She’s a She: On The Irony of Educators Being Uneducated

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There I sat, taking notes in my Tuesday afternoon business class; my professor discussing the moral impact of doing things for the wrong reasons and making others think you are doing them for the right reasons. As an activist, I found the topic at hand to interesting, to say the least. That was until said professor interjected, “Take ‘Caitlyn’ Jenner for example,” he said with Caitlyn in air quotes, “Bruce, he’s in the news all the time for this.”

“Ummmm excuse me but HER name is Caitlyn. She’s a she.” I replied.

“This isn’t a gender and sexuality class,” came the professor’s response.

“Oh it’s about to be!” I snarked back with the loudest reply I’ve ever made in a class.

Now granted, he did apologize after class and initiated a productive conversation about my feelings and how he would consider those in the future, and still I couldn’t help but be perplexed by the entire situation; as someone who is responsible for educating adults at a degree of higher learning, how are we employing someone, who speaks with no respect for other disciplines, and with no regard for evolving societal norms. How are we allowing our tuition dollars be spent on the salary of those who do not educate themselves enough to, at the very least, respect the beliefs of all their students?

With approximately 12% of the United States population of college students identifying with some aspect of the LGBTQI+ alphabet soup, currently the highest in recorded history,a mny college professors are teaching classrooms more diverse than when they first started teaching.

Collegiate professors are assumed to be of the highest academic achievement and caliber. We are conditioned to hold them with genuine respect and authority in and out of the classroom, but when professors fail to continue their own education, or worse, use their authority to incorrectly state facts, opinions, or in this case verbiage, it is the students who suffer as a result. Take for example the possibility that there was a transgender student in my classroom and they heard this professor’s non-affirming language directed at Caitlyn Jenner and her identity. This student would not only feel discouraged to participate in the discussion or any in the future, but may lose interest entirely in the subject and miss a chance to further their education despite paying for it.

With all the progress that gets made, we still face a steps forward, one step back dillema. Society as a whole has taken a position that does not entirely welcome members of the LGBTQI+ community with men like Ted Cruz running for president on blatant hate rhetoric alone or Marco Rubio promising to repeal marriage equality nationwide by appointing more Supreme Court Justices, all of those who identify as LGBTQ+ live with the fear all of our rights could be taken away by one rogue political leader, it’s not a far stretch to live that fear daily in our classrooms and on our college campuses.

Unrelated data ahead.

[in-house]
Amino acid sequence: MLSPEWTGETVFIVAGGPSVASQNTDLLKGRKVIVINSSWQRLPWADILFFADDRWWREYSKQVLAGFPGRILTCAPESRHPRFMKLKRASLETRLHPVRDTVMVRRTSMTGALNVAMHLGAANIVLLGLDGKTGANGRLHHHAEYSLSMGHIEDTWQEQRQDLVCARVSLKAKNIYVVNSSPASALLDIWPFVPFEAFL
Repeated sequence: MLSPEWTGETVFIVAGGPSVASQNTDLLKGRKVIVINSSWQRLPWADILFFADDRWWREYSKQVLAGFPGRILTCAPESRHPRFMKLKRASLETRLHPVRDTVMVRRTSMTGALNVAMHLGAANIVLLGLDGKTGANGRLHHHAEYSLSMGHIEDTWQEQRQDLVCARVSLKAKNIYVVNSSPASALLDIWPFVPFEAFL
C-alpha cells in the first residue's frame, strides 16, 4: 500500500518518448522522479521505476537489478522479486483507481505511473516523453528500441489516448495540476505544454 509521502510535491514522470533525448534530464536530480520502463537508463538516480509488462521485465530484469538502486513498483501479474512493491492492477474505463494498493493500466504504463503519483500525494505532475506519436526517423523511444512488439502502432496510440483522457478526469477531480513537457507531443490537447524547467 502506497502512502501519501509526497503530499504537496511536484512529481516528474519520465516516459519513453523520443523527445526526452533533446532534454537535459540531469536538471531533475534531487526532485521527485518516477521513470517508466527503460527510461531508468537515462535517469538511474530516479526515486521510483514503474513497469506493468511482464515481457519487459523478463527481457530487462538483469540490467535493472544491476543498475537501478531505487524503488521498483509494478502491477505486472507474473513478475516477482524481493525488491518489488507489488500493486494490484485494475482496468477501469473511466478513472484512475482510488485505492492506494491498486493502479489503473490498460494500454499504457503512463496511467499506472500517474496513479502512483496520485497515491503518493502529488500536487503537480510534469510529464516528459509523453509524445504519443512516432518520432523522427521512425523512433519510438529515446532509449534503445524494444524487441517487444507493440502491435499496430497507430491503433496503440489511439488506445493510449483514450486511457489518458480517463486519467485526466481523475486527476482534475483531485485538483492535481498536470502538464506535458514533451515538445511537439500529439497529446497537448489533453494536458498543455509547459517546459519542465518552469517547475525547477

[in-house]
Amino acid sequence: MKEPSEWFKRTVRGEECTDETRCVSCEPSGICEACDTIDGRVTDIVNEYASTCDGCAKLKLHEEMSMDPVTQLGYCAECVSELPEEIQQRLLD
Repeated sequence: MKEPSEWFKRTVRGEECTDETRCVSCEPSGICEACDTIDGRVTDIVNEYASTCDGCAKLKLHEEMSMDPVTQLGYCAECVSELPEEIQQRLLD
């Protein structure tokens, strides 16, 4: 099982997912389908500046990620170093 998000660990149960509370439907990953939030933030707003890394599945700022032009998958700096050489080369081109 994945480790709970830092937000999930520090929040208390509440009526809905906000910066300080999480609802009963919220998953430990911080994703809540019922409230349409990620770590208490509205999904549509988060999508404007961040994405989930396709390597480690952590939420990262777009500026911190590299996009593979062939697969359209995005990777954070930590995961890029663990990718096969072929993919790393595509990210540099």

It is absolutely imperative we as a society work to constantly make every student, and citizen for that matter, feel welcome in every situation. At colleges, we must call upon our University Leaders to construct programming and educational training for our faculty, staff, and students on how to respect diversity and embrace the societal change that we have fought so hard for in order to make every person on our campuses feel safe and welcome.

Take my university, The Ohio State University, for example. Ohio State has a phenomenal program I have been fortunate enough to partake in call Open Doors Training which many student organization and student employees partake in as well as some faculty and staff. This training shows everything from TED talks to student created videos on how to be culturally and societally sensitive. While this program is phenomenal for educating the students who partake in it, I still hear things on our campus from a drunk passerby yelling a gay expletive at me to a student not feeling welcome in a certain Greek organization based on his race or ethnicity or again, my professor not respecting gender identities and pronouns. While my university is making great strides and efforts, it is not enough here, or at any university, until every student, faculty, and staff has been educated on how to properly respect every member of our campus community so no one is hurt intentionally, or unintentionally as my professor did.

Ultimately, it is on each and every one of us to fight for equality and fair treatment for those who can’t or may not be ready to stand up and do so. Whether it’s wearing a button on your outfit that shows you are an ally, sharing a post on social media to show your support in the fight for justice, or standing up in your business class to correct a professor on a gender pronoun to make sure everyone is respected for who they are.

Maybe you don’t wear a red cape or have a giant S on your chest, but when you stand up and show support, you can save a life and you are a superhero.

About Cole Ledford